USDCAD Forecast and News


USD/CAD bounces off two-week lows, back around mid-1.2600s

The USD/CAD pair managed to recover over 35 pips from near two-week lows and was last seen hovering near the top end of its daily trading range, around mid-1.2600s.

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SPECIAL WEEKLY FORECAST

Interested in weekly USDCAD forecasts? Our experts make weekly updates forecasting the next possible moves of the Canadian dollar-US dollar pair. Here you can find the most recent forecast by our market experts:

USD/CAD Weekly Forecast: Adjusting the volatile balance

The Canadian dollar had its best week in a month, gaining 1.4% against its US counterpart as risk-aversion from China’s Evergrande Group moderated and crude oil closed at its strongest level in two months.

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EUR/USD struggles around 1.17 in aftermath of German elections

EUR/USD is trading around 1.17, struggling to rise amid the close German elections. The safe-haven dollar dropped earlier as the Evergrande crisis eased. US Durable Goods Orders and a speech by the ECB's Lagarde are eyed.

EUR/USD News

GBP/USD rises toward 1.37 as upbeat mood outweigh petrol crisis

GBP/USD is trading close to 1.37, benefiting from the upbeat market mood and last week's BOE hawkishness. Brexit-related shortages of petrol in the UK hurt sterling earlier.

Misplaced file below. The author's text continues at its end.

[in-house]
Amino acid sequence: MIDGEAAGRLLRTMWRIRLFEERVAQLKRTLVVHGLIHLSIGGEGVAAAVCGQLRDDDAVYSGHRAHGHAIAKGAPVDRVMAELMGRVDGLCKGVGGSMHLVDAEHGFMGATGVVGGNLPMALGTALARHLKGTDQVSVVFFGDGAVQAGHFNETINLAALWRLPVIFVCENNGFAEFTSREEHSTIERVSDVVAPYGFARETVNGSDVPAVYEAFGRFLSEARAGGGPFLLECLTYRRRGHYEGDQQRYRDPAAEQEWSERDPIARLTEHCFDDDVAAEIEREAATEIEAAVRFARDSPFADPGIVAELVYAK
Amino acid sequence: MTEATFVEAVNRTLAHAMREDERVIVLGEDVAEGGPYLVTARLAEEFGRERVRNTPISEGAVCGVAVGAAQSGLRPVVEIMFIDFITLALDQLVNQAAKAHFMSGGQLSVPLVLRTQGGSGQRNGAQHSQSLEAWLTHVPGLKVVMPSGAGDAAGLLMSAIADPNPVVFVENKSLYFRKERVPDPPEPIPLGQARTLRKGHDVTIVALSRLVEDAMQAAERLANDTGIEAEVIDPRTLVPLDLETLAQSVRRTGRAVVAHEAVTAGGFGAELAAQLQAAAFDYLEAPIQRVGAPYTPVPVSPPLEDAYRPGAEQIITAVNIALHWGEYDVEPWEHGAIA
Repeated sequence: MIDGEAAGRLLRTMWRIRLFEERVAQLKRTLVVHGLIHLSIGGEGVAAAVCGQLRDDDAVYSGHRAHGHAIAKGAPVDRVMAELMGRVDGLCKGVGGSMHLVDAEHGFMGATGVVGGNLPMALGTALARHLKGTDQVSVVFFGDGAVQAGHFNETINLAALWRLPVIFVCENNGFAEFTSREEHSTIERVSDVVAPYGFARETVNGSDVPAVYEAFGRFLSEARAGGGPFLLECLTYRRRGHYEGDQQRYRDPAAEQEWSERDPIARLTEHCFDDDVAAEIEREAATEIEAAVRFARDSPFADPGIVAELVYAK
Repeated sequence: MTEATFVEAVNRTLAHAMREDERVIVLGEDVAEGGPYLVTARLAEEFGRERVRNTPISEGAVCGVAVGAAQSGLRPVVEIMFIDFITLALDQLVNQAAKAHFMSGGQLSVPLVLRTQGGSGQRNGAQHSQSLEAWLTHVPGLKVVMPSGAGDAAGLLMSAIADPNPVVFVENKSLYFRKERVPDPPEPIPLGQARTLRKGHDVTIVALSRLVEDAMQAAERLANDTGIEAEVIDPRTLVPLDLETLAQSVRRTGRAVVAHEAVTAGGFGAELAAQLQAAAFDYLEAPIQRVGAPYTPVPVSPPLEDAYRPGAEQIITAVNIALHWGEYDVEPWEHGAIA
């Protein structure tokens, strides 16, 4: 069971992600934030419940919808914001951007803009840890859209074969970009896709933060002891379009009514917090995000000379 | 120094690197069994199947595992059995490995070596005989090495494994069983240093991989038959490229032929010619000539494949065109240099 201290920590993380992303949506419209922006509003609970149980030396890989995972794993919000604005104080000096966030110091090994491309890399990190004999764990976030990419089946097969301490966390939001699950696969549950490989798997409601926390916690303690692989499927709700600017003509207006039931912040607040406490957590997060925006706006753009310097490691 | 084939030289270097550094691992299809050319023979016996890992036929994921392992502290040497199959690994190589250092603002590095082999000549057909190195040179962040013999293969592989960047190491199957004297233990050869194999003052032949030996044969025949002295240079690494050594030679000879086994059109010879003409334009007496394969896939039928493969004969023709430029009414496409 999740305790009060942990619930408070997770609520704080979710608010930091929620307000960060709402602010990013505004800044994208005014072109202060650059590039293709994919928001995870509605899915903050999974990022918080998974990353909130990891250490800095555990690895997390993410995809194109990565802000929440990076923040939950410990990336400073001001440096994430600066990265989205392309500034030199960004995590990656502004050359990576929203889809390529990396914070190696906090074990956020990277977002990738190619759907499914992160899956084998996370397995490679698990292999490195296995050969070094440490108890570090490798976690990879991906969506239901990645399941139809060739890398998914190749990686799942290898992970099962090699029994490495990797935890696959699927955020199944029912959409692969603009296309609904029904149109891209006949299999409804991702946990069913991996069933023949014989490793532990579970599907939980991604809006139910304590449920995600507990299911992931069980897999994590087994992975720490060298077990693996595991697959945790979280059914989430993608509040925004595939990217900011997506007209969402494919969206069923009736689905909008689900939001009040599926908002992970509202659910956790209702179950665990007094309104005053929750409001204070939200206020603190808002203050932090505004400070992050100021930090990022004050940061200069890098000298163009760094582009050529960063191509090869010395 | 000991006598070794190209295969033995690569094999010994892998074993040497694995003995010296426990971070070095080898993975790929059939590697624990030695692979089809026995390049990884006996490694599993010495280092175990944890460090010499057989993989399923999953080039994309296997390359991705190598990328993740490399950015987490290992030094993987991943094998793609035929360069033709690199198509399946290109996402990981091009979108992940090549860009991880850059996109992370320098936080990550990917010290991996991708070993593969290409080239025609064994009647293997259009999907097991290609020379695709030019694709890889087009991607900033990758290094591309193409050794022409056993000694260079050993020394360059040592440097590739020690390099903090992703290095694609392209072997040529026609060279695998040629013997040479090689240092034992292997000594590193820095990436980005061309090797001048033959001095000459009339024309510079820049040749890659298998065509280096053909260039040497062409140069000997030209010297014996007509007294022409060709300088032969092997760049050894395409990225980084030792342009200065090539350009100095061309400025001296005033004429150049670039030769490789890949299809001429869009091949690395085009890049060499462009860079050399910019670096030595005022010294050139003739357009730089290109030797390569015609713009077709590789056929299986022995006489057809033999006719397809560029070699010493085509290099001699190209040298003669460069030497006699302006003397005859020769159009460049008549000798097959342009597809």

GBP/USD News

USD/JPY climbs to the highest level since July 5, around 111.00 mark

USD/JPY attracted some dip-buying on Monday and turned positive for the fourth straight day. The risk-on mood continued weighing on the safe-haven JPY and extended support to the pair. A modest pickup in the USD demand provided an additional boost and remained supportive.

USD/JPY News

XAU/USD eyes $1767 critical supply zone

Gold is easing off the higher levels, as the risk-on market environment amid ebbing China Evergrande fears and US stimulus optimism dulls the safe-haven appeal of the bright metal.

Gold News

WTI renews 11-week top around $74.50 amid cautious optimism

WTI extends a five-week uptrend to refresh multi-day high with a $74.52 mark during Monday’s Asian session. In doing so, the black gold cheers mildly positive market sentiment while paying a little heed to the US dollar strength and challenges to risk appetite from China.

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USDCAD YEARLY FORECAST

How could USDCAD move this year? Our experts make a USDCAD update forecasting the possible moves of the Canadian dollar-US dollar pair during the whole year. Don't miss our 2021 USDCAD forecast!

USDCAD FORECAST 2021

In the USDCAD Forecast Price 2021, our dedicated contributors expect a bearish trend during the year. By the end of the year 2021, the average outlook for the pair is 1.2392. Read more details about the forecast.

From Jan 2020 to Dec 2020, the maximum level for the USDCAD (Canadian dollar US dollar) was 1.4513 (on 19/03/20), and the minimum, 1.2708 (on 15/12/20).